From the streets ofthe Far East

Delectable Saigon Pho, creamy rendang curry, tender coconut ice cream… Va Pho has a slew of Oriental tricks up its sleeve A white bowl is plonked down in front of me. I peer curiously into it — chunks of beef nestled in a bed of rice noodles greet me. Warm, translucent broth is then poured overit, bringing raw onion rings to its surface. I dig in, scrambling desperately into the depths of my bowl, for slippery strands of noodles. None surface, but the spoonful of broth even minus the meat and noodles is singularly good: bones stewed for eight hours with black cardamom, star anise, cumin and patience. “That is Saigon Pho (pronounced Fuh), the national dish of Vietnam,” explains Chef Ram Kumar of Va Pho, the new Asian canteen in the city, adding that the name of the restaurant is inspired by it. Located on Cathedral Road, Gopalapuram, the canteen offers the most popular dishes of nine countries — China, Thailand, Vietnam, Indonesia, The Philippines, Korea, Burma, Malaysia and Singapore. Little bits of all these countries are found in various corners of the colourful, kitschy interiors of the restaurant. A hand-painted, paper umbrella is balanced on a bright yellow bicycle; a bright tuk-tuk greets you at the entrance; dragons and portraits peer at you from the walls. There are board games too, and we pick up and begin a game of jenga. The blocks crash in 10 minutes, nearly upsetting our mocktails, that have just arrived. I gulp down a marvellous combination of coconut water and peach with a dash of cinnamon and lemon juice. My companion’s Miloni Crush is refreshing too, though the pineapple and orange, that are also purportedly part of the drink, are completely lost in a watermelon haze. A Phuket beef satay accompanied by spicy peanut sauce arrives — nice enough, but the flavours are too familiarto be awe-inspiring — it’s what you would get in any Thai restaurant. Ditto forthe mango and papaya salad, while the Kam Heaong broccoli, tossed with curry powder and curry leaves, tasted like an interesting spin on regular Gobi Manchurian. Soon enough two steamer baskets of dim-sums and a plate of baos enter. Forthe carnivore, there is steamed shrimp wrapped and steamed in a thin layer of wheat while the vegetarian version is a distinctly occidental combination of zucchini, corn and cream cheese. While the chicken bao was excellent — the barbecue sauce that coats the meat explodes on yourtongue into caramelly goodness, buffered by fluffy dough, the vegetarian version is a disappointment. The coconut milk clashes horribly with the tofu. The mains now sashay in — Buddha bites (fresh greens tossed with soy in a chilli basil sauce), Priktai on Lamb (stir-fried lamb with young peppercorn and basil sauce), Va Pho rice (an in-house special), Spicy Malay noodles (yellow noodles with chilli sauce, tomatoes and coconut milk) and an Indonesian beef rendang curry with a slab of coconutrice. The noodles and beef curry were my favourites, but the spicy priktati with plenty of crunch and crackle makes a close second. Then comes dessert. First up, is a Burmese falooda, with rice noodles at the bottom instead of vermicelli. The piece de la resistance, however, is the tender-coconut ice cream stick — a popsicle of the aforesaid tender coconut, served with an emulsion of sweetened cream and sago pearls. After all, as Martha Stewart says,“I love dessert. I can’t be guilty about it because I have to taste everything.”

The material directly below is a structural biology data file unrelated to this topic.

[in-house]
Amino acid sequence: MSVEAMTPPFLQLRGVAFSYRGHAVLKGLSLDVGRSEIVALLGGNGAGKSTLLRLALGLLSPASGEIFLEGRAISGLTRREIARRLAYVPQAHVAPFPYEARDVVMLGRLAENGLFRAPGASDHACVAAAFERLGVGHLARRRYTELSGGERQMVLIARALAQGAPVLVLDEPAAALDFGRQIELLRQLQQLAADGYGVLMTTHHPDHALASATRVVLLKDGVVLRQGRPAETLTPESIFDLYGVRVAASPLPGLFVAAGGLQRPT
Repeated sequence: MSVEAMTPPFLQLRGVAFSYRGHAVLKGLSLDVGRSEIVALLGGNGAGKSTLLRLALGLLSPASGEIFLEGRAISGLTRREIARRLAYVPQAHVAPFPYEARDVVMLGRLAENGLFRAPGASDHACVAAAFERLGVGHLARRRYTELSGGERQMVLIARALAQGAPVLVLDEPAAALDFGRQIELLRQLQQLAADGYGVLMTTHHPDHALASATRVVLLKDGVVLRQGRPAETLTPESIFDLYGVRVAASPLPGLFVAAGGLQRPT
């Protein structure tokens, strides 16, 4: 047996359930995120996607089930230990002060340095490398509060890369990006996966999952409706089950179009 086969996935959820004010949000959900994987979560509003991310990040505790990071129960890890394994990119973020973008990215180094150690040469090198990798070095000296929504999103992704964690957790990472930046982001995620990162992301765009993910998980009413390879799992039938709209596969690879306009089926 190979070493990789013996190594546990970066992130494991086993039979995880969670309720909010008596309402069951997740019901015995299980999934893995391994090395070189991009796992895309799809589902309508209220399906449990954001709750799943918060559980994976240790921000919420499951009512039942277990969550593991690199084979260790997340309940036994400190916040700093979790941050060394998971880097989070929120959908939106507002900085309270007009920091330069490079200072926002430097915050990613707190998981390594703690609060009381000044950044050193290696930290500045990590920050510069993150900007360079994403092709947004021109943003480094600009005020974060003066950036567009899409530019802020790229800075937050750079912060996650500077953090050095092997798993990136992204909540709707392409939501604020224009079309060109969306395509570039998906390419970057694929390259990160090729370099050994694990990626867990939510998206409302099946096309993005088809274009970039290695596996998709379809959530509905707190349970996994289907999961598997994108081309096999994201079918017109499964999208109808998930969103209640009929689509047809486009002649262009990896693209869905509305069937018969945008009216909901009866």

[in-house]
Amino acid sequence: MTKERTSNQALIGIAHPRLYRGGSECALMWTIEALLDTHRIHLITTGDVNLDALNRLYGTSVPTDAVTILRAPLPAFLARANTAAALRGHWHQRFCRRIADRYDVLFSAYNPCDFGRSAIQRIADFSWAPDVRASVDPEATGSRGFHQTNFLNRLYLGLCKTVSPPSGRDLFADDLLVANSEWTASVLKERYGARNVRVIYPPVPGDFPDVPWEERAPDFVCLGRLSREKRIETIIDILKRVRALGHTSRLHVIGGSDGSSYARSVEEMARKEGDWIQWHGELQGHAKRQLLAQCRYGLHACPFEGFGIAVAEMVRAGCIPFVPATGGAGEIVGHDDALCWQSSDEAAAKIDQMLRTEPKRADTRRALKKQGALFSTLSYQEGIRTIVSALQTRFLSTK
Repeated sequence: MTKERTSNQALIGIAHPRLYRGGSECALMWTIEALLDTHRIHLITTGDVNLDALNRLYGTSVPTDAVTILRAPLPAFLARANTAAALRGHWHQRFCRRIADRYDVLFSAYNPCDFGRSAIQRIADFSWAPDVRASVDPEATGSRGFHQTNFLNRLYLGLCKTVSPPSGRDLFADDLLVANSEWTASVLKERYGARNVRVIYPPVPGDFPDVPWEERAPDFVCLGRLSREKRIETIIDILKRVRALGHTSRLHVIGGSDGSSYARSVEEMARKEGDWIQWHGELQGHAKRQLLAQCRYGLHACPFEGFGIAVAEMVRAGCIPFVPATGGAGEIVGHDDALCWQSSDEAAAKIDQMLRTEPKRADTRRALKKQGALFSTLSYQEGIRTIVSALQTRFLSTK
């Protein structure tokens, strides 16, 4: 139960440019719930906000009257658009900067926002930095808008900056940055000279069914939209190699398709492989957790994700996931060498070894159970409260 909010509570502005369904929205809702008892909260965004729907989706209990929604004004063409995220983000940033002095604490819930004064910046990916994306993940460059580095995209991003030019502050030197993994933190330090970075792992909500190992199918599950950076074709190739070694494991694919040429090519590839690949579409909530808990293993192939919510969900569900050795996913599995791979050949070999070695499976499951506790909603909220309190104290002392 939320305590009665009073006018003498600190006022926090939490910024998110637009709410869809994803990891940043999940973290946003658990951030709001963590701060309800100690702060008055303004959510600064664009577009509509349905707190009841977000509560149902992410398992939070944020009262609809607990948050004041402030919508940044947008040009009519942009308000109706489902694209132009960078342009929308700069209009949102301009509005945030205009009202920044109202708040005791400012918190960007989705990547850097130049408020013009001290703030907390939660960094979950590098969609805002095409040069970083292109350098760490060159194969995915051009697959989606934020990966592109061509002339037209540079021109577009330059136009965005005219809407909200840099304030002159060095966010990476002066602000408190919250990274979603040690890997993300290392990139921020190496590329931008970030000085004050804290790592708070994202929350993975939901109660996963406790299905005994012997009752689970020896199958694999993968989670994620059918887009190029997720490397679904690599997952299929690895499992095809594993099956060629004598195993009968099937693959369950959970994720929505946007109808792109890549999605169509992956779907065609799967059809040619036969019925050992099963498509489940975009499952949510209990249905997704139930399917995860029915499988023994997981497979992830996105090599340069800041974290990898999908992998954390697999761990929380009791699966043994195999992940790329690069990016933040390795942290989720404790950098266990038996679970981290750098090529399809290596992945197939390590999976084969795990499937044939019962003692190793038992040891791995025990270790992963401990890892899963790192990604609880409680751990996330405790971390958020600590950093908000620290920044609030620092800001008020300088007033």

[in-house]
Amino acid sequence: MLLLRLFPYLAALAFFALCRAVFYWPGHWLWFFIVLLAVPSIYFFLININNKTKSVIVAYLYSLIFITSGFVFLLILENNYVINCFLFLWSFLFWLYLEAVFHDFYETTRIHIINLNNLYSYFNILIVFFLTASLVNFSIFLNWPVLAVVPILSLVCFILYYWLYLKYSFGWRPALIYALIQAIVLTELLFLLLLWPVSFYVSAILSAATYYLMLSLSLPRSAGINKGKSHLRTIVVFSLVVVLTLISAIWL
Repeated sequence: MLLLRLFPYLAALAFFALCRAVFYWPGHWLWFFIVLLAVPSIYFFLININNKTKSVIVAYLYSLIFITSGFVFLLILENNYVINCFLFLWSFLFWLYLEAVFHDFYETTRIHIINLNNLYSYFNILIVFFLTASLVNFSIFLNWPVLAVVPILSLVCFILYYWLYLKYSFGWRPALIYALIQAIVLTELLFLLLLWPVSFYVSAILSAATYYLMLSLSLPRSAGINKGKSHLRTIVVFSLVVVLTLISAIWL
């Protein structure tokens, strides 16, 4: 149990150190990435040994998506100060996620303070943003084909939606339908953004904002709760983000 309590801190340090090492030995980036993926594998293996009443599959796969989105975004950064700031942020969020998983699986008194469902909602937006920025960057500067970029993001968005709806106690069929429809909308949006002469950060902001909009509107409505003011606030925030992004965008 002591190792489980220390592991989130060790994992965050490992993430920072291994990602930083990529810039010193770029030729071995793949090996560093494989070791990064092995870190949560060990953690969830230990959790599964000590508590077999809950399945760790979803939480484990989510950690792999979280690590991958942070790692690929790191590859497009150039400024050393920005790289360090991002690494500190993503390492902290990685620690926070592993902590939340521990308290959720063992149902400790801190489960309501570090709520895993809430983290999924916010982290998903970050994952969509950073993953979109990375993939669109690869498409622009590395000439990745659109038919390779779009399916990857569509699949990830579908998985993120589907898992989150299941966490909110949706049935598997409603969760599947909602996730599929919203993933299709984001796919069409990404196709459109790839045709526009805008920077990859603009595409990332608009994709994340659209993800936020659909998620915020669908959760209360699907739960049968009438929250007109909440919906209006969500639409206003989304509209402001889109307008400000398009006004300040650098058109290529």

[Source:- The Hindu]

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